National Action Plan for Business and Human Rights is formulated in Bangladesh
Monday, 10th September 2018
The discourse on business and human rights is relatively new for the International Land Coalition (ILC), nevertheless, it has been realized that the business community (corporations in particular) must indeed be involved in discussing the impact of their business operations on rural people in general, because ILC generally puts forward what is commonly known as dialogue involving many parties in order to resolve land issues (multi-stakeholder platforms).
Indonesian National Anthem filling out the ballroom in Akmani Hotel, Jakarta, August 3rd 2018. The attendees from Government, Human Rights commissions, parliament members, and the CSOs, as well as farmers, peasant unions, and academics were arisen from their sit and expressing their nationalism by singing the anthem together. In this moment, all were one, united for one purpose; bringing social justice for farmers, indigenous peoples, rural women and youth, toward their land rights, through the Global Land Forum (GLF) 2018.
Ensuring land tenure rights to marginalised and vulnerable communities in India
Friday, 9th March 2018
India faces enormous challenges in its quest to develop in a socially conscience, economically and environmentally just manner. In regards to developing responsible land governance, it remains a complex issue aggravated by a combination of systematic legal and institutional failures. Institutions that govern land, market and societies have fundamental weaknesses to address land and property issues of poor rural women and men, Tribals, and Dalits.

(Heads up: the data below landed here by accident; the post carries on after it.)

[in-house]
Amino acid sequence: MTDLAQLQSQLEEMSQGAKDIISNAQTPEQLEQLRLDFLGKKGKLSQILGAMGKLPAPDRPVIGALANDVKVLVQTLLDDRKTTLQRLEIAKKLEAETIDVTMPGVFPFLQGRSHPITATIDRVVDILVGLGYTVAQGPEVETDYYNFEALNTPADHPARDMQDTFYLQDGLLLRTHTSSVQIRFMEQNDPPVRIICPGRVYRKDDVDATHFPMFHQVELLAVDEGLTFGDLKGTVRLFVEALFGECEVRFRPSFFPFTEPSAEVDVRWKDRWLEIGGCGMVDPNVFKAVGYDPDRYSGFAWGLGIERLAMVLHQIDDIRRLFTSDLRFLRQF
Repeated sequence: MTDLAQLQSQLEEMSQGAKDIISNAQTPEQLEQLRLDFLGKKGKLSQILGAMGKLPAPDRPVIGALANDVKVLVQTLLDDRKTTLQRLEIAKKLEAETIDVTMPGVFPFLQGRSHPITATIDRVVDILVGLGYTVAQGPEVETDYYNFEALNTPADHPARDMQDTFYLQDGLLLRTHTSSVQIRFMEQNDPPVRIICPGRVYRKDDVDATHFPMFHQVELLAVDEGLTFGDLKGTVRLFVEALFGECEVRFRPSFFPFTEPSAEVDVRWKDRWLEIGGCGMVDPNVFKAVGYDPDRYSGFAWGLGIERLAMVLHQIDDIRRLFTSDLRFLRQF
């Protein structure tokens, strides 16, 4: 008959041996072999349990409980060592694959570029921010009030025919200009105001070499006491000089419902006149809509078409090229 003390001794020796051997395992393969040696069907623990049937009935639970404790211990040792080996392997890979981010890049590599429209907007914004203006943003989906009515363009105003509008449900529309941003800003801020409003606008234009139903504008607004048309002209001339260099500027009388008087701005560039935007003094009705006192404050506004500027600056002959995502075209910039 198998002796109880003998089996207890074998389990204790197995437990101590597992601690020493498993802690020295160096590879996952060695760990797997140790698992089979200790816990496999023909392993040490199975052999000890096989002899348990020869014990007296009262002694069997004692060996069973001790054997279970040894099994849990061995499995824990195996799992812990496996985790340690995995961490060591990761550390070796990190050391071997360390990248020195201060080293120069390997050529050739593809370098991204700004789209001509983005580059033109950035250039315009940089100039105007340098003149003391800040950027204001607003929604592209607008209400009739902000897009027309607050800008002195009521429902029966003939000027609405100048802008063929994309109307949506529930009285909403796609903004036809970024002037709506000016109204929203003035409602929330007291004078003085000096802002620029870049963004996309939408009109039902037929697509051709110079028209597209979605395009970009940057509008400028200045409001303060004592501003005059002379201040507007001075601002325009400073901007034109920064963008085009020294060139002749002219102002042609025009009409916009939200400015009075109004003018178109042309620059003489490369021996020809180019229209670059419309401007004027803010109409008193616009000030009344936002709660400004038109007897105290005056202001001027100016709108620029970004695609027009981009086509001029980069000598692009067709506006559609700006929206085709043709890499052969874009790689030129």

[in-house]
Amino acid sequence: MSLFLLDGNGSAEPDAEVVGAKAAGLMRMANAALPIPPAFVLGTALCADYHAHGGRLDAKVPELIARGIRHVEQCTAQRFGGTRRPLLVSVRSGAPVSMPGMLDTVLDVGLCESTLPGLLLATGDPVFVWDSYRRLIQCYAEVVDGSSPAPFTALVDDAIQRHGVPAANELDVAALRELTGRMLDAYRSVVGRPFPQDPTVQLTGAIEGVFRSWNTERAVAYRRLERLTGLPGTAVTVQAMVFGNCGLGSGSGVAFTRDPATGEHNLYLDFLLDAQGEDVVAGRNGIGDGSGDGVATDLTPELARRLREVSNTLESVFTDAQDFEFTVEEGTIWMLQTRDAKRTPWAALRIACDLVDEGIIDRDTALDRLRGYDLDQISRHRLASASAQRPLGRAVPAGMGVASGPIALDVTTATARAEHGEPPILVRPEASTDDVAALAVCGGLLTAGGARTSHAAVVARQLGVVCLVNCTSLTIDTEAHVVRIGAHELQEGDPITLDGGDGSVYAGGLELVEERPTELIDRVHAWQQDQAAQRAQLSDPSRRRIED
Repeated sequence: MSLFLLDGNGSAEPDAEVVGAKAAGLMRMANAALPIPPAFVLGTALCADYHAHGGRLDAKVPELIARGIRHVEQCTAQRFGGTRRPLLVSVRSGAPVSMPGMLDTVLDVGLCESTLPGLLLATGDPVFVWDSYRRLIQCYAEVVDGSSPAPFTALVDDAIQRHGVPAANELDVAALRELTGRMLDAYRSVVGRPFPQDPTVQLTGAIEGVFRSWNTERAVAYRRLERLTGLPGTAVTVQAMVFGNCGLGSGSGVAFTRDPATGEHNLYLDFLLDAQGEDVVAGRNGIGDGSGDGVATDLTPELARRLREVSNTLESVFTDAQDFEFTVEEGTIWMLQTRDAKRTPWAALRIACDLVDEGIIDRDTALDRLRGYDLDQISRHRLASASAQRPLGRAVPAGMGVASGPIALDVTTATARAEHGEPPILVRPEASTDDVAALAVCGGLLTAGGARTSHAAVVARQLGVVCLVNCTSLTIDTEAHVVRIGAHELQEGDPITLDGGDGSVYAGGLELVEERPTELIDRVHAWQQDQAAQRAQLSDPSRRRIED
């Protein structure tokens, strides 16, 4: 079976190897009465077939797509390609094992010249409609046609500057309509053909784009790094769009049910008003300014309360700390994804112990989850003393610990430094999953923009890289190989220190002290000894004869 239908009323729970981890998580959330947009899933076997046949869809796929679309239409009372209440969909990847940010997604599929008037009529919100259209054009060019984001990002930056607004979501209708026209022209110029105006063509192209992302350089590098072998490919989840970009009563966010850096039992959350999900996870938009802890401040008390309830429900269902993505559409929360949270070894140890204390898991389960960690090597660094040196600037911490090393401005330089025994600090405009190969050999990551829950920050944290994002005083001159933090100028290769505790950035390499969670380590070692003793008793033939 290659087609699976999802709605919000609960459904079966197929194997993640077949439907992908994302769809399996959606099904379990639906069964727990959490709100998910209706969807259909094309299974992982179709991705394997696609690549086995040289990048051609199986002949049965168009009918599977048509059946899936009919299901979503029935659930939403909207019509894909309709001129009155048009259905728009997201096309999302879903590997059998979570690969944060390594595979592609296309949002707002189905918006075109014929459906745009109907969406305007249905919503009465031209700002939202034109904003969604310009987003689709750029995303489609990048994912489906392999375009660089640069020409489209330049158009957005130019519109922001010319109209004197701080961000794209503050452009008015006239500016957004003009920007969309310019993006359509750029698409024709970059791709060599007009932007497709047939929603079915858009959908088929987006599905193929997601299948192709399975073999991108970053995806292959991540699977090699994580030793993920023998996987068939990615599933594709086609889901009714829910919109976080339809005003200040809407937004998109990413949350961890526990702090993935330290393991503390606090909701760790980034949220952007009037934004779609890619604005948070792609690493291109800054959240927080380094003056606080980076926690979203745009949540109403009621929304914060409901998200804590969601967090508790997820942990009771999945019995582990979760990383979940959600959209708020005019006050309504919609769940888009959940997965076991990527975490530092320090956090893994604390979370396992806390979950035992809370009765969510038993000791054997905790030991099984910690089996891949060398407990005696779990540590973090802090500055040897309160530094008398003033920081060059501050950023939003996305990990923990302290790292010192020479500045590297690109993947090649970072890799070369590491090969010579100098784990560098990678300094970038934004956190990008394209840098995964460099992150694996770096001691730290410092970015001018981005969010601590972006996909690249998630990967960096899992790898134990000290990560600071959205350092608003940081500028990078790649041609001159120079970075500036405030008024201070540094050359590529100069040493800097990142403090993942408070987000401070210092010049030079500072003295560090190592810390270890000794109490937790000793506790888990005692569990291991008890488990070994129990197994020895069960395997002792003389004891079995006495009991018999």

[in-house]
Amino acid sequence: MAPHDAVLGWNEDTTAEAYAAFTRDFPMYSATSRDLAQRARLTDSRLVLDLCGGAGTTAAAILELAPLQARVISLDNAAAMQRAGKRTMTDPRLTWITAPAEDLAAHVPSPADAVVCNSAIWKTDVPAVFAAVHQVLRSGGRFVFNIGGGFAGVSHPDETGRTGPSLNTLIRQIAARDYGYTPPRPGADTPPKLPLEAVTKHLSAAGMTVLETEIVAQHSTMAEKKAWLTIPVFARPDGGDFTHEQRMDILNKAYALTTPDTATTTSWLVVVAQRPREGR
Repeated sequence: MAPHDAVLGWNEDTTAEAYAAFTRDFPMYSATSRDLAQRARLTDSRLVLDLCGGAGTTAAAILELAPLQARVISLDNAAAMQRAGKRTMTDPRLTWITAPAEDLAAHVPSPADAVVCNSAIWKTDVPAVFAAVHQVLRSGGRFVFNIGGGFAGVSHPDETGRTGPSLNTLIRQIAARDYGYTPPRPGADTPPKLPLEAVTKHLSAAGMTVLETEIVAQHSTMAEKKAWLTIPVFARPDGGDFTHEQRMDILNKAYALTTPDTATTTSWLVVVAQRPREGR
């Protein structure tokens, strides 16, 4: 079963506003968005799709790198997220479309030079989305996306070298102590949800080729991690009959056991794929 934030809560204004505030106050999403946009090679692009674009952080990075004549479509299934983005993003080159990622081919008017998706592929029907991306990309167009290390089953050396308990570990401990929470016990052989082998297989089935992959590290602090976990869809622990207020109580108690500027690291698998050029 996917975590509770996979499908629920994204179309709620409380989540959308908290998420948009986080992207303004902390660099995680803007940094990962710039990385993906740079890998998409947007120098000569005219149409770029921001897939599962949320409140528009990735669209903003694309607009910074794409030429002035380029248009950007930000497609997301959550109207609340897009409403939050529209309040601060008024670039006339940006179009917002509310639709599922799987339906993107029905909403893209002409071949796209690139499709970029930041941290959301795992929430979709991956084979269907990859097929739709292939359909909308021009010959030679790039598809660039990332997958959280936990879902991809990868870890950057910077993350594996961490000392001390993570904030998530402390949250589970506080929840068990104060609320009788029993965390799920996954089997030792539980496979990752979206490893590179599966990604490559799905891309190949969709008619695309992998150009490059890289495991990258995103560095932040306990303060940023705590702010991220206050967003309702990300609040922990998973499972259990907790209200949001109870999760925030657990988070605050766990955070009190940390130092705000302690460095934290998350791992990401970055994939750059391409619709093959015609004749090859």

ILC partners in Asia call for wider recognition of land rights as human rights
Friday, 9th March 2018
The magnitude and intensity of land conflicts in Asia have increased over the years, with the continued rise of land and agricultural investments and continued competing claims for scarce natural resources. In various instances, governments and private sector entities alike have facilitated the displacement of rural communities, the deterioration of the environment and agricultural livelihoods, and the loss of lives through land concessions and businesses ventures.
In Bangladesh, poor people become the most vulnerable victim of land grab practice because they do not have enough capacity to submit a lawsuit, and do not have financial resource to proceed the case to the court. Land grab issue continues occurring in the country, and putting the country’s food security at risk. Farmers’ arable land, water bodies, canals, and rivers are being grabbed viciously by group of people.
Land rights as human rights – a view from Bangladesh
Friday, 5th January 2018
In Bangladesh, around 80% of civil and criminal cases are related to land conflict. Eviction and torture against the marginal and indigenous peoples can be found throughout the country. Published in local newspapers, 11 cases of tortures are recorded during 2012 to 2017.